I've also tried to use different means of contructing dstImg, like
dstImg = new Bitmap(srcImage.Width, srcImage.Height, PixelFormat.Format24bppRgb);
Graphics g = Graphics.FromImage(dstImg);
Rectangle r = new Rectangle(0, 0, srcImage.Width, srcImage.Height);
g.DrawImage(srcImage, r, r, GraphicsUnit.Pixel);
A final note: this problem is specific to the compact framework. If I paste the above snippets in a 'full' framework app and run it, both original and copy show correctly. I suspect this behaviour might result from some mismatch of the DPI settings, however you can't seem to access these members (HorizontalResolution and VerticalResolution) in the CF? What am I missing/doing wrong?
Any help and subtle pointers to possible stupidity on my part would be appreciated,
I hear about we can run .Net on Win98 but I just worry about the performance.
And Howabout Run .Net on Win95?
Because I have a hundred of client PCs (Pentium100, Ram32) and I love .NET, I don't want to build vb6 application for this new project.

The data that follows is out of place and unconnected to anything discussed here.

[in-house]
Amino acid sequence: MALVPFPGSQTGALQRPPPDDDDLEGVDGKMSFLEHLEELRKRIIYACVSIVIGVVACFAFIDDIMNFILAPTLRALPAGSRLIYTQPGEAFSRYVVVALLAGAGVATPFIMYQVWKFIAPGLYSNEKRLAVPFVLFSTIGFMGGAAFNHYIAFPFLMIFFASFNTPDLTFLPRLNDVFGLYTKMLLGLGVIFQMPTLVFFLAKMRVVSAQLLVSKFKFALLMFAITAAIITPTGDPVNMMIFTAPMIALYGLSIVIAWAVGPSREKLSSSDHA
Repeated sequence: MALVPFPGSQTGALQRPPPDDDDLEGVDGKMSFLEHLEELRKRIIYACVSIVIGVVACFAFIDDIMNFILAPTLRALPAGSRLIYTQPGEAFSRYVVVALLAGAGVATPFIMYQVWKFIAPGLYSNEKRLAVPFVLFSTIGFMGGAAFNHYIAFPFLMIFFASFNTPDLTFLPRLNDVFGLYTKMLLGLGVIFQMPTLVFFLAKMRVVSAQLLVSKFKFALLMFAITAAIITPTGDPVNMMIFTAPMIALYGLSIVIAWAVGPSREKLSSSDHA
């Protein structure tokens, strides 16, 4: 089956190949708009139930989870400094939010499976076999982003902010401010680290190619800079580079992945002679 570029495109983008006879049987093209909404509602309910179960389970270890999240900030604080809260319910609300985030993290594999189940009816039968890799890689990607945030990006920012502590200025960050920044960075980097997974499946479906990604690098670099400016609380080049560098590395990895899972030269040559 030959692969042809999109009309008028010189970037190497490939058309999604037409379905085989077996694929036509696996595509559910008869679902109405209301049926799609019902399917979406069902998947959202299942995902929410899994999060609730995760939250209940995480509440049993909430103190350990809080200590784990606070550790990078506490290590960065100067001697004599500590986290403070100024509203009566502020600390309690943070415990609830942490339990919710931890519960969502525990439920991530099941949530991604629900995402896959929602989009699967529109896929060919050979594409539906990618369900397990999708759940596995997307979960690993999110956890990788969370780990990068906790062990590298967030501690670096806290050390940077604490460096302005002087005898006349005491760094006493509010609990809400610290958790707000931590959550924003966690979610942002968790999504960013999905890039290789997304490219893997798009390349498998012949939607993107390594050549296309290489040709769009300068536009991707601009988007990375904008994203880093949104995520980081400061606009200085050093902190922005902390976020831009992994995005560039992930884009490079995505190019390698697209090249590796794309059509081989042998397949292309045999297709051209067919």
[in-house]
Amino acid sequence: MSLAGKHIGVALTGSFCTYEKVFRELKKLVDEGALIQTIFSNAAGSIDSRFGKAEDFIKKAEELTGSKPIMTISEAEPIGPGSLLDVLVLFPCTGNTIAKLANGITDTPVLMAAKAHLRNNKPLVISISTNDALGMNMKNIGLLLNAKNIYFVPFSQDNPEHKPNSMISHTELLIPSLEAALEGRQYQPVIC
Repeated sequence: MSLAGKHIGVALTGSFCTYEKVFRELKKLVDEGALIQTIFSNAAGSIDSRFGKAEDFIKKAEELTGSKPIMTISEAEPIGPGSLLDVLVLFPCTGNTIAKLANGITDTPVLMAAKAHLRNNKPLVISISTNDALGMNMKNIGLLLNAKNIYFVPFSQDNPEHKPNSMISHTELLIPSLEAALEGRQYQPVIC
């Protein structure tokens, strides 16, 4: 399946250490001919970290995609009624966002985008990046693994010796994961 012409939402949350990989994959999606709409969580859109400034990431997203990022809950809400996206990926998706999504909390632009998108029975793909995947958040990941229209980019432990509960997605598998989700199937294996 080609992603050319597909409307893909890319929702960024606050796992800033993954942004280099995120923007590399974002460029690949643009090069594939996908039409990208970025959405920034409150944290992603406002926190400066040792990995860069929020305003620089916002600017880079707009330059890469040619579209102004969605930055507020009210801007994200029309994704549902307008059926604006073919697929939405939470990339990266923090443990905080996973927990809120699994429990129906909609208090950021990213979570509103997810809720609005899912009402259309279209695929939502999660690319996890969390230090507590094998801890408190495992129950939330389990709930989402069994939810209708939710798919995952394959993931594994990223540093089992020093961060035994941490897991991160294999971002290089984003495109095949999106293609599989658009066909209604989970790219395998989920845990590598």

I am new to using Hooks, and am trying to write a process that will run through all processes that are running on a particular computer and for each one determine if there is a visible window and if that window has the focus. I am pretty sure that I will need to use a "Hook" to do this, however I have no clue where to begin. Does anyone have any suggestions as to where to start/what methods will be useful in determining this? Also, will this be possible using the Process class?
Jeffrey Richter wrote a program to enumerate running processes and return information on them in his book, "Programming Applications for Microsoft Windows". The application was called ProcessExplorer, and was written for Windows 2000 (pre-.NET). You could use the same methods and do it all with Platform Invoke.
I'm a student of computer who liked C,C++ very much so,in order to preogram under windows selected MFC C++,however not long after I got more familier with VC++ 6, I heard news about .NET.
I started looking at it's best languages including C# and Managed C++.
But Most of them disapointed me! I belive most of them are more like "Borland Delphi" to C++.
I wanted to ask code project programmers following questions: will all others move to .Net? Will "MFC like" programming die? Is Microsoft going to lose her C++ programmers? I know it's too late to ask these questions:zzz: but it's late because I was trying to learn at least one PL from .Net and now I see it's not a lovely work!
Hamed Mosavi wrote: I belive most of them are more like "Borland Delphi" to C++.